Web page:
More young people with low income
The proportion of young people (aged 18-34) with a persistent low income is increasing. This group constitutes nearly a third of all people with a persistent low income in the period 2009-2011.
Young people aged 18-34 years have the greatest probability of belonging to the group with a persistent low income. In the period 2009-2011, 11.4 per cent in this age group had a low income, compared to 7.7 per cent of the total population.
Falling proportion with a low income in the total population
The number of people in the population with a persistent low income dropped by almost 9 000 from the period 2006-2008 to 2009-2011.
The composition of the low-income group has changed significantly in recent years. The number of young people with a low household income has increased (13 000 since 2006-2008), while the number of elderly people (67 and over) has declined (23 000 since 2006-2008). While more than 16 per cent of the elderly were in the low-income group in the mid 2000s, this proportion fell to about 11 per cent in the period 2009-2011. This development may be explained by a substantial increase in the minimum state pension, new cohorts of old-age pensioners receiving earnings-related pensions to a larger extent than older cohorts of pensioners and the fact that more elderly combine employment with a pension.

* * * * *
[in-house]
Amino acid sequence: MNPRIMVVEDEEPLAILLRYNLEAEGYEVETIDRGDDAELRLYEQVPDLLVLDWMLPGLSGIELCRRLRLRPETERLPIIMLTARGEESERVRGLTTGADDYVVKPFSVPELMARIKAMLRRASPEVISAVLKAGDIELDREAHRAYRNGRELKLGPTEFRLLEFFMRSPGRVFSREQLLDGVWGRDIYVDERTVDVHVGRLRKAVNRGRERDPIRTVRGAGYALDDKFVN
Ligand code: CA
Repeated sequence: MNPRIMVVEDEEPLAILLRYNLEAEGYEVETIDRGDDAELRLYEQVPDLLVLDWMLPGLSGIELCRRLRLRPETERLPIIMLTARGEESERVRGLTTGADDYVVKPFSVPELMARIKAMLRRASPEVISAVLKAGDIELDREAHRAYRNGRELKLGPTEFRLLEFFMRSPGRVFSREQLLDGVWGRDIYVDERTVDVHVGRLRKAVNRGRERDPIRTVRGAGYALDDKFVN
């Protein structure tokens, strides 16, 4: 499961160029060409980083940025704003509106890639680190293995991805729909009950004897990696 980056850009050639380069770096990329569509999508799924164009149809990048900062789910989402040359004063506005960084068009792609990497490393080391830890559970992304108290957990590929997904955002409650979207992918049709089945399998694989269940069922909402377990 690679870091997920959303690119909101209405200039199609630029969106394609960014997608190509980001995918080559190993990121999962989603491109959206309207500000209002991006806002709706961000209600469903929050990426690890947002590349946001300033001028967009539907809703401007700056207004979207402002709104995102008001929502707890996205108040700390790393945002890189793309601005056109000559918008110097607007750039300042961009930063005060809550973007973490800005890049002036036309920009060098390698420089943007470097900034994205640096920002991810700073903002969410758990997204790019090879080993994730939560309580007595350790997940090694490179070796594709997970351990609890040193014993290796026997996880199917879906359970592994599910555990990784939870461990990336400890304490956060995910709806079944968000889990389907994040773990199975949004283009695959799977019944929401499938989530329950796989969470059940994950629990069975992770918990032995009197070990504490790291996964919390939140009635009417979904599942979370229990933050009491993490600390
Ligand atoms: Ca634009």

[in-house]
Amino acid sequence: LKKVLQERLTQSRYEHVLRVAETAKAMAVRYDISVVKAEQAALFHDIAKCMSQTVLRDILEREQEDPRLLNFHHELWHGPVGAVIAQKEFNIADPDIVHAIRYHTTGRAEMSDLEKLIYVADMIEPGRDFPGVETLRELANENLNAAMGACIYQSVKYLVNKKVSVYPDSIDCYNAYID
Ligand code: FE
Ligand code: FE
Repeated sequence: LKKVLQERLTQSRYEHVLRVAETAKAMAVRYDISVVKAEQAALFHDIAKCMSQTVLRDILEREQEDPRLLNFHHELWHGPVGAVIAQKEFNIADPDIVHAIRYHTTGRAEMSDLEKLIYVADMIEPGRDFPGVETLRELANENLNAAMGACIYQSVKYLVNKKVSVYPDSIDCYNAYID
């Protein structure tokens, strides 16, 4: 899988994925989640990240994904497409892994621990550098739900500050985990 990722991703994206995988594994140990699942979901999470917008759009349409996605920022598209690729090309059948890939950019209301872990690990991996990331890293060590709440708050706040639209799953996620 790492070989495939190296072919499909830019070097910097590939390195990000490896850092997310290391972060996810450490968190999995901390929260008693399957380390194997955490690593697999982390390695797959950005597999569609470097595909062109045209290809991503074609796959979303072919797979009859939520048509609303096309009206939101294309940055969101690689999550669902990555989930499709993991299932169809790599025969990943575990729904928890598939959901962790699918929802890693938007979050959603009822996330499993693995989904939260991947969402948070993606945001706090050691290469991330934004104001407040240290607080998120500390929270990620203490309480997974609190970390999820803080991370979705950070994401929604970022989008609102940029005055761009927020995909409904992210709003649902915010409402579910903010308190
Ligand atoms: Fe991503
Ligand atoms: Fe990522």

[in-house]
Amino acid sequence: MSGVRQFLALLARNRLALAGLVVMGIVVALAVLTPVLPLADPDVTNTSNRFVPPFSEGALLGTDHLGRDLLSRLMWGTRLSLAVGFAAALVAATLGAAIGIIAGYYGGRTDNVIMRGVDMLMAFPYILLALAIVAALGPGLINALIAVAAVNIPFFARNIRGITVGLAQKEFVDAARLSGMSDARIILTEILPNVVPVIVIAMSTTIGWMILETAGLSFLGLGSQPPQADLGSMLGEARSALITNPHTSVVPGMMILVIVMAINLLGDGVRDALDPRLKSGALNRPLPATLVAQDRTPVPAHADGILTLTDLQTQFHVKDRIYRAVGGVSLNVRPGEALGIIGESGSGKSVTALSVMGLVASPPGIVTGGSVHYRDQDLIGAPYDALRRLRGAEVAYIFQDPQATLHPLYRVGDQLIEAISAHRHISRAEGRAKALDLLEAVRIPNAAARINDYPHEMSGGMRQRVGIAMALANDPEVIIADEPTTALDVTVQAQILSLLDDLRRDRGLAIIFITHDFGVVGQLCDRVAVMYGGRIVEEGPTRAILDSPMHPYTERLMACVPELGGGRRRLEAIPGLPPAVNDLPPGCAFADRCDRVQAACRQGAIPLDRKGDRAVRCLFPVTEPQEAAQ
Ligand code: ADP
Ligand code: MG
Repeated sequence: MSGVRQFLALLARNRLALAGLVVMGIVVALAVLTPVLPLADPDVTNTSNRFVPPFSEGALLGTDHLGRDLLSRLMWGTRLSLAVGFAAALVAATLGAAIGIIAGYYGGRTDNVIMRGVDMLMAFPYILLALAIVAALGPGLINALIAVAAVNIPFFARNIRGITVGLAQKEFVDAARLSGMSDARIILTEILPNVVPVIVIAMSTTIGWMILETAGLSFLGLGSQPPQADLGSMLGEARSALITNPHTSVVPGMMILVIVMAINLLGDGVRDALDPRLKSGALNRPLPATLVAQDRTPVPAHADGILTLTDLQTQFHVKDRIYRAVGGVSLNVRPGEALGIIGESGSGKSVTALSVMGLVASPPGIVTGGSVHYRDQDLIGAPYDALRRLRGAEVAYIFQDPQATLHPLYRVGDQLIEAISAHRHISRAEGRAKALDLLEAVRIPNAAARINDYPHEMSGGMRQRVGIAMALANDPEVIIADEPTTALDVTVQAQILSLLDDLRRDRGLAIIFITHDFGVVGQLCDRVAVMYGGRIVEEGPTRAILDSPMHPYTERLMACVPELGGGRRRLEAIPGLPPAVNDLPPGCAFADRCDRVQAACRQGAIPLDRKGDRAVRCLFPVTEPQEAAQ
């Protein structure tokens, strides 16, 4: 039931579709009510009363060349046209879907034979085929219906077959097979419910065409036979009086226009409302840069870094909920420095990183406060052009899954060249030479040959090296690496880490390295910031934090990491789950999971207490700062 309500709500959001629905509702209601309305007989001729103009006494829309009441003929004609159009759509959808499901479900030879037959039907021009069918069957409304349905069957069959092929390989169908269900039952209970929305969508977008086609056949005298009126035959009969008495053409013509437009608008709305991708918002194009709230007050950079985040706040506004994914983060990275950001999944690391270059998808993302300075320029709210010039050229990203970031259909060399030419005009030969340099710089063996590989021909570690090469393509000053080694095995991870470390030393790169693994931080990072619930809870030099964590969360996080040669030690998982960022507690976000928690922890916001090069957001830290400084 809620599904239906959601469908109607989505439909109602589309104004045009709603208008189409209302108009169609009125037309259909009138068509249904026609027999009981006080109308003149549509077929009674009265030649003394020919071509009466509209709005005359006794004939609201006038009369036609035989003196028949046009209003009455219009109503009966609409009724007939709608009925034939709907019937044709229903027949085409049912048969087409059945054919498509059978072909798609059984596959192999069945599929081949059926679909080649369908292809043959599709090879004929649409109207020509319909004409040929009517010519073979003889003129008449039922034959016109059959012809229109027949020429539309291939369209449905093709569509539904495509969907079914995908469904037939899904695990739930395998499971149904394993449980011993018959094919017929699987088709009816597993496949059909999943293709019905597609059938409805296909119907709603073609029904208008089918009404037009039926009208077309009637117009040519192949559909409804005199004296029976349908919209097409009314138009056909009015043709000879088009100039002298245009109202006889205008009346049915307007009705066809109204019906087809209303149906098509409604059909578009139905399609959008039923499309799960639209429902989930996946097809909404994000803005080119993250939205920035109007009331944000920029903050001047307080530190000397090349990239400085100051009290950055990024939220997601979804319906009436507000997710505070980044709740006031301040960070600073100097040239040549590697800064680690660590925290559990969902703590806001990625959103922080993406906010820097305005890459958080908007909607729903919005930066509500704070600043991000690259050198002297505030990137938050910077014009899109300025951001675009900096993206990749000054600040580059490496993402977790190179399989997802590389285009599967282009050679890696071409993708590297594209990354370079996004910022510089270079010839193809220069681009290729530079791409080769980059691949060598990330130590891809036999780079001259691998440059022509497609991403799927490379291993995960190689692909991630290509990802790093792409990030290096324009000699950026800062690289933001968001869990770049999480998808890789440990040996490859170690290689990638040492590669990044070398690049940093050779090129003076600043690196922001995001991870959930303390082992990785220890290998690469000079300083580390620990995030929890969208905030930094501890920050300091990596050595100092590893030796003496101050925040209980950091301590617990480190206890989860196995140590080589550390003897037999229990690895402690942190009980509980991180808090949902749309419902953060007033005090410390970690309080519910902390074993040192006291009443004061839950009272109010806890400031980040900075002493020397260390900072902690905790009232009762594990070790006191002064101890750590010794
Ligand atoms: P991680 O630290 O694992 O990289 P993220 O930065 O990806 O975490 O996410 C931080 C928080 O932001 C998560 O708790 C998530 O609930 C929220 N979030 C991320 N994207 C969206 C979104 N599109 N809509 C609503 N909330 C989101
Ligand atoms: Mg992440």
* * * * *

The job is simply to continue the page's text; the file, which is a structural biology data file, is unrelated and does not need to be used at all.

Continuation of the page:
Almost half of the children in the low-income group have an immigrant background
The proportion of children in households with a persistent low income has been stable in recent years. Simultaneously, the proportion of immigrant children in this group is increasing. Out of a total of almost 74 000 children that belonged to households with a low income in the period 2009-2011, about 34 000 had an immigrant background. This makes up 47 per cent of all children in the low-income group. By comparison, this proportion was 39 per cent in the period 2004-2006.
Persons are considered to have a persistent low income when their average income (per consumption unit) over a three-year period falls below the low-income threshold for the same period, i.e. the sum of equivalent income across the three years is less than the sum of the low-income threshold for the same three years.
The difference between the EU and the OECD definition is that the EU definition has a higher low-income threshold than the OECD (60 per cent of the median vs. 50 per cent of the median). In addition, the EU definition takes economies of scale within the households more into account than the OECD definition.